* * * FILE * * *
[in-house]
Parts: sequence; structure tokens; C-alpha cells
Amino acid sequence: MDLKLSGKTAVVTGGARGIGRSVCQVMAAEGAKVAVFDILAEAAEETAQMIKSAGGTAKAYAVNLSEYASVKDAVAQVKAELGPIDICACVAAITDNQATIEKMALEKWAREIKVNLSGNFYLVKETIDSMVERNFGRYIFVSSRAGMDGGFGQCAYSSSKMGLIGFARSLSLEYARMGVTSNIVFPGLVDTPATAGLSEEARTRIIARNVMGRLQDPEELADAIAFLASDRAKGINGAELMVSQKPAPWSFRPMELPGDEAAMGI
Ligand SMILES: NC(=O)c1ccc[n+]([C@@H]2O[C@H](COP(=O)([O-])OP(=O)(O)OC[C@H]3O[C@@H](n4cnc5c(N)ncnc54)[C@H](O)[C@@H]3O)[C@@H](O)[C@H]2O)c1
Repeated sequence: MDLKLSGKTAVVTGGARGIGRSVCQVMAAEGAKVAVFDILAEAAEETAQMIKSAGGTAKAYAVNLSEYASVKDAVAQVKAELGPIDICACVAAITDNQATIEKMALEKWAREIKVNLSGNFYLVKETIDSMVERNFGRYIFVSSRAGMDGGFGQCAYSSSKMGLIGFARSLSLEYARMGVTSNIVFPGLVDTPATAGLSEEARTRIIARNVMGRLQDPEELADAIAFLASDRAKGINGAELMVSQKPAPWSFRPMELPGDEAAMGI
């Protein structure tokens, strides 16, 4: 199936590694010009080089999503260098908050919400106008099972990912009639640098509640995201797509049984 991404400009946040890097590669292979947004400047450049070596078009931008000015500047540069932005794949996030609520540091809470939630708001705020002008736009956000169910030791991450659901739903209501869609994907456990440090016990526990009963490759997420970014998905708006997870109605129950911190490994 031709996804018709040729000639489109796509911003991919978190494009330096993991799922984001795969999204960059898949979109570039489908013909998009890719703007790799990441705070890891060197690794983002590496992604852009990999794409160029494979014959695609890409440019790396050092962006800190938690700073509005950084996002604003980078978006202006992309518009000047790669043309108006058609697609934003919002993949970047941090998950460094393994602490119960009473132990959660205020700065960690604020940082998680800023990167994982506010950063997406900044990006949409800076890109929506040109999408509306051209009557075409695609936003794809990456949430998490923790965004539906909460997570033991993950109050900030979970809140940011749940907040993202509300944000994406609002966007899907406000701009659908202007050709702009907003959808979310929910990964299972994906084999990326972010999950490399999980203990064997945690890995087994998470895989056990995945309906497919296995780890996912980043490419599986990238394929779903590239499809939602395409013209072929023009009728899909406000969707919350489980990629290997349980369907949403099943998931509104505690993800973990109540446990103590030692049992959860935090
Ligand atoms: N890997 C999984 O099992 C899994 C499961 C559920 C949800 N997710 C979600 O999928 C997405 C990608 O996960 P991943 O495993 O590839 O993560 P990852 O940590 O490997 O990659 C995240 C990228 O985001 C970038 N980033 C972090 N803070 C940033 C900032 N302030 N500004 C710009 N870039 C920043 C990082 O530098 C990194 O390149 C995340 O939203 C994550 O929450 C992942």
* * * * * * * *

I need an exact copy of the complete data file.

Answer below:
[in-house]
Parts: sequence; structure tokens; C-alpha cells
Amino acid sequence: MDLKLSGKTAVVTGGARGIGRSVCQVMAAEGAKVAVFDILAEAAEETAQMIKSAGGTAKAYAVNLSEYASVKDAVAQVKAELGPIDICACVAAITDNQATIEKMALEKWAREIKVNLSGNFYLVKETIDSMVERNFGRYIFVSSRAGMDGGFGQCAYSSSKMGLIGFARSLSLEYARMGVTSNIVFPGLVDTPATAGLSEEARTRIIARNVMGRLQDPEELADAIAFLASDRAKGINGAELMVSQKPAPWSFRPMELPGDEAAMGI
Ligand SMILES: NC(=O)c1ccc[n+]([C@@H]2O[C@H](COP(=O)([O-])OP(=O)(O)OC[C@H]3O[C@@H](n4cnc5c(N)ncnc54)[C@H](O)[C@@H]3O)[C@@H](O)[C@H]2O)c1
Repeated sequence: MDLKLSGKTAVVTGGARGIGRSVCQVMAAEGAKVAVFDILAEAAEETAQMIKSAGGTAKAYAVNLSEYASVKDAVAQVKAELGPIDICACVAAITDNQATIEKMALEKWAREIKVNLSGNFYLVKETIDSMVERNFGRYIFVSSRAGMDGGFGQCAYSSSKMGLIGFARSLSLEYARMGVTSNIVFPGLVDTPATAGLSEEARTRIIARNVMGRLQDPEELADAIAFLASDRAKGINGAELMVSQKPAPWSFRPMELPGDEAAMGI
């Protein structure tokens, strides 16, 4: 199936590694010009080089999503260098908050919400106008099972990912009639640098509640995201797509049984 991404400009946040890097590669292979947004400047450049070596078009931008000015500047540069932005794949996030609520540091809470939630708001705020002008736009956000169910030791991450659901739903209501869609994907456990440090016990526990009963490759997420970014998905708006997870109605129950911190490994 031709996804018709040729000639489109796509911003991919978190494009330096993991799922984001795969999204960059898949979109570039489908013909998009890719703007790799990441705070890891060197690794983002590496992604852009990999794409160029494979014959695609890409440019790396050092962006800190938690700073509005950084996002604003980078978006202006992309518009000047790669043309108006058609697609934003919002993949970047941090998950460094393994602490119960009473132990959660205020700065960690604020940082998680800023990167994982506010950063997406900044990006949409800076890109929506040109999408509306051209009557075409695609936003794809990456949430998490923790965004539906909460997570033991993950109050900030979970809140940011749940907040993202509300944000994406609002966007899907406000701009659908202007050709702009907003959808979310929910990964299972994906084999990326972010999950490399999980203990064997945690890995087994998470895989056990995945309906497919296995780890996912980043490419599986990238394929779903590239499809939602395409013209072929023009009728899909406000969707919350489980990629290997349980369907949403099943998931509104505690993800973990109540446990103590030692049992959860935090
Ligand atoms: N890997 C999984 O099992 C899994 C499961 C559920 C949800 N997710 C979600 O999928 C997405 C990608 O996960 P991943 O495993 O590839 O993560 P990852 O940590 O490997 O990659 C995240 C990228 O985001 C970038 N980033 C972090 N803070 C940033 C900032 N302030 N500004 C710009 N870039 C920043 C990082 O530098 C990194 O390149 C995340 O939203 C994550 O929450 C992942």